candidate_b = c(spam = 0.3, nonspam = 0.7)
    )
  )
)
generate_design_grid(search_space)$transpose()

Parameter Dependencies (depends)

Some parameters are only relevant when another parameter has a certain value, or one of several values. The Support Vector Machine (SVM), for example, has the degree parameter that is only valid when kernel is "polynomial". This can be specified using the depends argument. It is an expression that must involve other parameters and be of the form <param> == <scalar>, <param> %in% <vector>, or multiple of these chained by &&. To tune the degree parameter, one would need to do the following:

search_space = ps(
  cost = p_dbl(-1, 1, trafo = function(x) 10^x),
  kernel = p_fct(c("polynomial", "radial")),
  degree = p_int(1, 3, depends = kernel == "polynomial")
)
rbindlist(generate_design_grid(search_space, 3)$transpose(), fill = TRUE)

Creating Tuning ParamSets from other ParamSets

Having to define a tuning ParamSet for a Learner that already has parameter set information may seem unnecessarily tedious, and there is indeed a way to create tuning ParamSets from a Learner's ParamSet, making use of as much information as already available.

This is done by setting values of a Learner's ParamSet to so-called TuneTokens, constructed with a to_tune call. This can be done in the same way that other hyperparameters are set to specific values. It can be understood as the hyperparameters being tagged for later tuning. The resulting ParamSet used for tuning can be retrieved using the $search_space() method.

library("mlr3learners")
learner = lrn("classif.svm")
learner$param_set$values$kernel = "polynomial" # for example
learner$param_set$values$degree = to_tune(lower = 1, upper = 3)

print(learner$param_set$search_space())

rbindlist(generate_design_grid(
  learner$param_set$search_space(), 3)$transpose()
)

It is possible to omit lower here, because it can be inferred from the lower bound of the degree parameter itself. For other parameters, that are already bounded, it is possible to not give any bounds at all, because their ranges are already bounded. An example is the logical shrinking hyperparameter:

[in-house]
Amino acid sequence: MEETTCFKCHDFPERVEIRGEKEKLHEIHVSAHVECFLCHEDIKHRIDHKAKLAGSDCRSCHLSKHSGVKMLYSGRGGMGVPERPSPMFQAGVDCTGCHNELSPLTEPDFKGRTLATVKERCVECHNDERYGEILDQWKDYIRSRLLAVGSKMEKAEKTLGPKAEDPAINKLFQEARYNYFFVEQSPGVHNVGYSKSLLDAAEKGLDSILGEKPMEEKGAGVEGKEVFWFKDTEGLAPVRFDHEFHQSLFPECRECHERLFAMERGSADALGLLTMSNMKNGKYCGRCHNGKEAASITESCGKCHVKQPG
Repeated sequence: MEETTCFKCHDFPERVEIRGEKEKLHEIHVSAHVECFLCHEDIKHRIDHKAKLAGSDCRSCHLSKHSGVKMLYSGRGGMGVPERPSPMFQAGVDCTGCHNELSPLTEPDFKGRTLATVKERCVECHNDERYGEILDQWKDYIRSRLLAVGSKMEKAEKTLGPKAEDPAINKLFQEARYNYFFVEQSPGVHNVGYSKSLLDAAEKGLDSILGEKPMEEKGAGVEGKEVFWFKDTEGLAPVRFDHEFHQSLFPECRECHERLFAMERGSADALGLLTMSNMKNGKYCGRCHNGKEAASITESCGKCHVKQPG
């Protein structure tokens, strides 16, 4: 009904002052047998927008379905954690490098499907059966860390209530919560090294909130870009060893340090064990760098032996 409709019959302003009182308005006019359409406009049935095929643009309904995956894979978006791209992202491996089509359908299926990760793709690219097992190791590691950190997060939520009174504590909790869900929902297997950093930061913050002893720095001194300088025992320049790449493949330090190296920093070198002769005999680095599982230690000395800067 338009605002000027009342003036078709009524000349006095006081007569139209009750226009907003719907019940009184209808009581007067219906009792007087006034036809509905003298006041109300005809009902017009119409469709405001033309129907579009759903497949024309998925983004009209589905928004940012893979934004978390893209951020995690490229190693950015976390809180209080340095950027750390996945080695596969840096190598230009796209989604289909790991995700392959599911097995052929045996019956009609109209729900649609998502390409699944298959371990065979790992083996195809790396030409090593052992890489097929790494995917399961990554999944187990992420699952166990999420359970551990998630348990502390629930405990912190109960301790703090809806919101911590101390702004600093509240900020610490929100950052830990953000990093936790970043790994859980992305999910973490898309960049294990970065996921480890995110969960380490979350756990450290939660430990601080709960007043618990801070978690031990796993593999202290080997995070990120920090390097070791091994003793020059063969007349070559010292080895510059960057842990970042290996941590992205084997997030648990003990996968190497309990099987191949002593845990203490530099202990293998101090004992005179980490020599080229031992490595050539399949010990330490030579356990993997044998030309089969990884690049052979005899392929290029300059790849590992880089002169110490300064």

learner$param_set$values$shrinking = to_tune()

print(learner$param_set$search_space())

rbindlist(generate_design_grid(
  learner$param_set$search_space(), 3)$transpose()
)

"to_tune" can also be constructed with a Domain object, i.e. something constructed with a p_*** call. This way it is possible to tune continuous parameters with discrete values, or to give trafos or dependencies. One could, for example, tune the cost as above on three given special values, and introduce a dependency of shrinking on it. Notice that a short form for to_tune(<levels>) is a short form of to_tune(p_fct(<levels>)). When introducing the dependency, we need to use the degree value from before the implicit trafo, which is the name or as.character() of the respective value, here "val2"!

learner$param_set$values$type = "C-classification" # needs to be set because of a bug in paradox
learner$param_set$values$cost = to_tune(c(val1 = 0.3, val2 = 0.7))
learner$param_set$values$shrinking = to_tune(p_lgl(depends = cost == "val2"))

print(learner$param_set$search_space())

rbindlist(generate_design_grid(learner$param_set$search_space(), 3)$transpose(), fill = TRUE)

The search_space() picks up dependencies from the underlying ParamSet automatically. So if the kernel is tuned, then degree automatically gets the dependency on it, without us having to specify that. (Here we reset cost and shrinking to NULL for the sake of clarity of the generated output.)

learner$param_set$values$cost = NULL
learner$param_set$values$shrinking = NULL
learner$param_set$values$kernel = to_tune(c("polynomial", "radial"))

print(learner$param_set$search_space())

rbindlist(generate_design_grid(learner$param_set$search_space(), 3)$transpose(), fill = TRUE)

It is even possible to define whole ParamSets that get tuned over for a single parameter. This may be especially useful for vector hyperparameters that should be searched along multiple dimensions. This ParamSet must, however, have an .extra_trafo that returns a list with a single element, because it corresponds to a single hyperparameter that is being tuned. Suppose the class.weights hyperparameter should be tuned along two dimensions:

learner$param_set$values$class.weights = to_tune(
  ps(spam = p_dbl(0.1, 0.9), nonspam = p_dbl(0.1, 0.9),
    .extra_trafo = function(x, param_set) list(c(spam = x$spam, nonspam = x$nonspam))
))
head(generate_design_grid(learner$param_set$search_space(), 3)$transpose(), 3)


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paradox documentation built on June 22, 2024, 9:37 a.m.